And though he’s retired from the entertainment industry to focus on his studio work, he recently lent his deft hand to a poster for Batkid Begins, the documentary about the boy who became Batman for a day thanks to the Make-a-Wish Foundation, and a D23 convention exclusive poster for Star Wars: The Force Awakens, which opens in theaters today.
This past weekend at ArtCenter’s Fall 2015 graduation, Illustration chair Anne Field presented Struzan with the ArtCenter Alumni Lifetime Achievement Award. After eliciting a standing ovation from the crowd inside the packed Pasadena Civic Auditorium, a visibly moved Struzan asked Field with a laugh, “Does this mean my life is over?”
After the ceremony, I met with the living legend and he was kind enough to share memories of his time at ArtCenter in the mid-to-late 1960s, when the College was located at Third Street in the Hancock Park Neighborhood of Los Angeles.
The following piece, by Illustration student Kayla Salisbury, emerged out of a dialogue that began in the comments section of ArtCenter’s Instagram page. Kayla sought to connect with other ArtCenter community members around the activist movements calling for policy change on college campuses across the country and around the world. Because ArtCenter can be an intense, focused and sometimes isolating environment, Kayla wasn’t sure where or how to engage her peers in a public dialogue around these issues. So we offered her this space to begin that conversation. Please feel free to use the comments section below to weigh in with your own opinions. And should you need more space to express yourself, we also welcome student submissions from all viewpoints.
I am writing this blog for ArtCenter students, particularly those who don’t spend much time talking to people outside their apartments and classrooms. I feel it is vital to know what is going on in the world. Everything has an effect on us, whether we know it or not. Stereotypes, the media and the current state of America are just three factors that influence us in ways we can’t even measure.
Robert Kondo, co-director of Tonko House’s short The Dam Keeper. Photo: Jennie Warren
In the 2015 Academy Award-nominated animated short The Dam Keeper, a young pig selflessly operates a windmill to keep a poisonous cloud from destroying his town.
Keeping imminent disaster at bay doesn’t seem to be an issue for Illustration alumnus Robert Kondo (BFA 02), who co-directed the film along with Dice Tsutsumi, the first project to emerge from their Berkeley-based animation studio Tonko House.
Take, for example, the story of how Kondo landed his first job. He recalls feeling sick one day during his final term at ArtCenter, walking out of class and heading to the parking lot to recuperate in his car.
ArtCenter’s OUTSIDEIN exhibition, on display at both campuses through January 10, 2016, was inspired in part by the mural Keith Haring painted at the College’s Hillside Campus in 1989, commemorating the World Health Organization’s second annual AIDS Awareness Day. That piece, which took two days to paint, was Haring’s last completed work. Three months later he died of AIDS.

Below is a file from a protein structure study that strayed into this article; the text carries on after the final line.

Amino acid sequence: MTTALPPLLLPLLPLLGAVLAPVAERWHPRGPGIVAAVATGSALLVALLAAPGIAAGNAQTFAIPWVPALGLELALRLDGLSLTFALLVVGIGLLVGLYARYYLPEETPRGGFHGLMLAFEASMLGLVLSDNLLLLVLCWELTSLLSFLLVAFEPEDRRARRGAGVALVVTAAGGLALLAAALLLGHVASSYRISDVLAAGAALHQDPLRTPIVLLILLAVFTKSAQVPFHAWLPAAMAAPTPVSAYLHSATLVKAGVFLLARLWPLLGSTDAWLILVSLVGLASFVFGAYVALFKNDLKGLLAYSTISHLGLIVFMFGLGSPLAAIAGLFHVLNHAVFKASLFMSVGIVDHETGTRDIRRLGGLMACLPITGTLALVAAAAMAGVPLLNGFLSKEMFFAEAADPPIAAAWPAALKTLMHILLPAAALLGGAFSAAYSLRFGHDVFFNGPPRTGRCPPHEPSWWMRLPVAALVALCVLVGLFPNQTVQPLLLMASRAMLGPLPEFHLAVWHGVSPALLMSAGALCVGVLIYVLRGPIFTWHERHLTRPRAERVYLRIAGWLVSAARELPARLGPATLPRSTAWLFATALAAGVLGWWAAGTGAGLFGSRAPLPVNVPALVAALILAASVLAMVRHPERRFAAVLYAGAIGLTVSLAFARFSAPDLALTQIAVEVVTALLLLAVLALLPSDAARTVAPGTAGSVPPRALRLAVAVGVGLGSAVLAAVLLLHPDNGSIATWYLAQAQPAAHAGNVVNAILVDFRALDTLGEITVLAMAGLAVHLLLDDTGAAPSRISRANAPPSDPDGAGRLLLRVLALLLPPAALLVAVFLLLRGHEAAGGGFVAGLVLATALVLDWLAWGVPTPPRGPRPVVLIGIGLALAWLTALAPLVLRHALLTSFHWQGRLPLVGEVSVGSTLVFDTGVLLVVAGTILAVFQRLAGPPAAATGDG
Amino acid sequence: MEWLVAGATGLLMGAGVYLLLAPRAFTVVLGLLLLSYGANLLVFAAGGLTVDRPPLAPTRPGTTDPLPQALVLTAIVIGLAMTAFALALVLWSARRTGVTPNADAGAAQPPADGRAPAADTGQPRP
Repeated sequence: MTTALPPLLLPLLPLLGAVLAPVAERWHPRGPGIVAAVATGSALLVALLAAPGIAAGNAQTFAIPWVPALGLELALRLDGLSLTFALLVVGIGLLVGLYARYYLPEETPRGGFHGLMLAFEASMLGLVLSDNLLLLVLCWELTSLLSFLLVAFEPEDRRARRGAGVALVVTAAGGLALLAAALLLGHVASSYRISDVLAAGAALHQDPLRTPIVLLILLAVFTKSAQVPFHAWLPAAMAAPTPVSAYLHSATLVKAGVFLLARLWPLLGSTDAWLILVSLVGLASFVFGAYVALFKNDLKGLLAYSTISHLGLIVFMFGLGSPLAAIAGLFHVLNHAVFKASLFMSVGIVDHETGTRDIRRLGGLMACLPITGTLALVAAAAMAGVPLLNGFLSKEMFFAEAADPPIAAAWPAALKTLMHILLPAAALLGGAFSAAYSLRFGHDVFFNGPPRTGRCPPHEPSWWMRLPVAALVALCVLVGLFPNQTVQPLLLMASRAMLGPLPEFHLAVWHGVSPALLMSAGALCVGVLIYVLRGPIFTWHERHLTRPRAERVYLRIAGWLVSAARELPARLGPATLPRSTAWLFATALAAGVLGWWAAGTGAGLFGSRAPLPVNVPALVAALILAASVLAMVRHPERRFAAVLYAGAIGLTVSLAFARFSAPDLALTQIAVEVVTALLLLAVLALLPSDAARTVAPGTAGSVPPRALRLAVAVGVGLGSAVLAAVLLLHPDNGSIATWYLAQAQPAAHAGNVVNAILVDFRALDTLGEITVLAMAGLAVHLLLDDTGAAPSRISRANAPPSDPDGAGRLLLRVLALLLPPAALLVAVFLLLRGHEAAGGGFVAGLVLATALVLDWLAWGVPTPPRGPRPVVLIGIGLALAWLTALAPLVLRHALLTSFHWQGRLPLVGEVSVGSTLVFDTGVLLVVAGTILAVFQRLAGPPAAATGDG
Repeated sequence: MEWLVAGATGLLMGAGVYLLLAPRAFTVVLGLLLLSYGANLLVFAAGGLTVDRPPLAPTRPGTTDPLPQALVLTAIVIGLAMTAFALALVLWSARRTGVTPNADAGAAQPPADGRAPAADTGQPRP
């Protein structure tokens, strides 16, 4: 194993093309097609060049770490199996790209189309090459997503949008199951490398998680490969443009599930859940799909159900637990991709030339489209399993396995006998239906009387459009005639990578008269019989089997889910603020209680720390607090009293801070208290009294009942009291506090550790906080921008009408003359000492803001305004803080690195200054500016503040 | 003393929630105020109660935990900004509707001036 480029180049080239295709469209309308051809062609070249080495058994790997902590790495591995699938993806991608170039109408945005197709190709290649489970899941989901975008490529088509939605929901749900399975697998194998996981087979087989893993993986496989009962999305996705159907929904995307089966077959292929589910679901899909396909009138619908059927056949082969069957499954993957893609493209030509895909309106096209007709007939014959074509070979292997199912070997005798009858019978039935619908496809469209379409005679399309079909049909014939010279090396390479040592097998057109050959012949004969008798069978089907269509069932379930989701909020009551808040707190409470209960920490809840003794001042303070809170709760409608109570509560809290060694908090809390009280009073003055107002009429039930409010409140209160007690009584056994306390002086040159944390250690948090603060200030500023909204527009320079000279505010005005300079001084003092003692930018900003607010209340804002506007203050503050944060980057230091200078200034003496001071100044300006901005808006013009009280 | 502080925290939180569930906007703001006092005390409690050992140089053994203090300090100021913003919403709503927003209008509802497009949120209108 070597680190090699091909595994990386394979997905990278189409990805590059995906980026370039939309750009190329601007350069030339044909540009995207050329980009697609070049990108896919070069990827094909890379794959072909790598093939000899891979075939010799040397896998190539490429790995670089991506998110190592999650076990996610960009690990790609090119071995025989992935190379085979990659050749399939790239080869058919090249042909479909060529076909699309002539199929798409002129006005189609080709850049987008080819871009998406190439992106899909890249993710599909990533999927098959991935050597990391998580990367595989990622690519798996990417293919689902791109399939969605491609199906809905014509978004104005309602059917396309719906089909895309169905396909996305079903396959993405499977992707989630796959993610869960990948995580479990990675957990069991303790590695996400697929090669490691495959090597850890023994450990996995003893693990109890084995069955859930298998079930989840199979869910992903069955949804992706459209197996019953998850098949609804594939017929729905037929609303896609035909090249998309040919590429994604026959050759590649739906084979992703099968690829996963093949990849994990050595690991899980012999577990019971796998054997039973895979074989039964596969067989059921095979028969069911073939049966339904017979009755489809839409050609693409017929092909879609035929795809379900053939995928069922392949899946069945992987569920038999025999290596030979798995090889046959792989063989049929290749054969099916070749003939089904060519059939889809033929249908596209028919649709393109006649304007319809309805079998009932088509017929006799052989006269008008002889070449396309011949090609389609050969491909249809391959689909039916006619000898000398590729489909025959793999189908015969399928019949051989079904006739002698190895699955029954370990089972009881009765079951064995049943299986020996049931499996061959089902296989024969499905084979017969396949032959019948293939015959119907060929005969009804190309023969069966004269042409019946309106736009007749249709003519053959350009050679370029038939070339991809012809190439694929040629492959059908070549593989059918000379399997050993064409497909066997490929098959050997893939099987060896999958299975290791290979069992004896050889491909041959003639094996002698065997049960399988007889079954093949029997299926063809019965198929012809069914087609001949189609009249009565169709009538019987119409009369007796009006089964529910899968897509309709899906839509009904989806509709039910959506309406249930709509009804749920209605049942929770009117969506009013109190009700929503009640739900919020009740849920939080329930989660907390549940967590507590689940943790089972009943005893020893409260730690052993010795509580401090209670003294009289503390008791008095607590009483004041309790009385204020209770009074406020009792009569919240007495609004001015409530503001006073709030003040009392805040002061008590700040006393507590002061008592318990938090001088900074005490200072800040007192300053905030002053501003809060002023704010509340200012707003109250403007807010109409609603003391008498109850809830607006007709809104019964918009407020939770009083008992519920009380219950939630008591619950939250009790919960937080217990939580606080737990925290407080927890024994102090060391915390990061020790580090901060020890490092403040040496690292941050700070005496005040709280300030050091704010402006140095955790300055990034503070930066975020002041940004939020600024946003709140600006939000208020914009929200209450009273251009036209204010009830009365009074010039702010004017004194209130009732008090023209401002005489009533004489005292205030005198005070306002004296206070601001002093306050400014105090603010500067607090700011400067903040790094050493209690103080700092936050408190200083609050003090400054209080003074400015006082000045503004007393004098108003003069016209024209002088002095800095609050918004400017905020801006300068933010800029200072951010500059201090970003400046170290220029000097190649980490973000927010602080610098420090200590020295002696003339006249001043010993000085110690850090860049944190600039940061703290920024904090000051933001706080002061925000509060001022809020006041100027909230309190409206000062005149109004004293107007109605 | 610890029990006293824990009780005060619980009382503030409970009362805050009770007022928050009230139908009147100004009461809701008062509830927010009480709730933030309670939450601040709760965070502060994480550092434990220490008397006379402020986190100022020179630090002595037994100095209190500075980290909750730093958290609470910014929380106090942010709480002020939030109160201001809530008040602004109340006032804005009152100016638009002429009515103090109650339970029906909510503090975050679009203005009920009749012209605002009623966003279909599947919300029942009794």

To commemorate Haring’s legacy as well today’s celebration of the 28th anniversary of AIDS Awareness Day, the above video traces the origins of ArtCenter’s longstanding relationship to street art and the insurgent role graffiti-based street murals have played in embedding social and political messages in an emerging, evolving and now mainstream form of creative expression. Combining in-depth artist interviews and time-lapse footage of their creative process, this piece provides a rare glimpse inside the creative process, connecting the dots between the legacy of this subversive art form to its current role as an arbiter of pop culture aesthetics and an access point for popular engagement with the arts.
Doug Aitken, Station to Station. Courtesy Regen Projects.
1. Since graduating from ArtCenter nearly 25 years ago, Doug Aitken (BFA 91 Illustration) has blazed a luminous trajectory. From his breakout Electric Earth video installation at the 1999 Whitney Biennial, to the nomadic Station to Station (2013), the Southern California native creates multimedia works at once monumental and ephemeral.
Frances Stark, Portrait of the Artist as a Full-on Bird, 2004, Collage on casein on canvas board. 20×24 in. RSC Contemporary, London. Photo by Marcus Leith.
With the arrival of the holiday season comes a time for hot beverages and brightly-patterned sweaters; for giving and receiving, at work and at home. We’re excited kick off the next six weeks’ worth of non-stop merriment by presenting you with with an early gift in the form of the latest installment of ArtCenter alumni notes, which is teeming with impressive news and accomplishments, from book releases and public engagements to major exhibitions at the Hammer Museum and LACMA.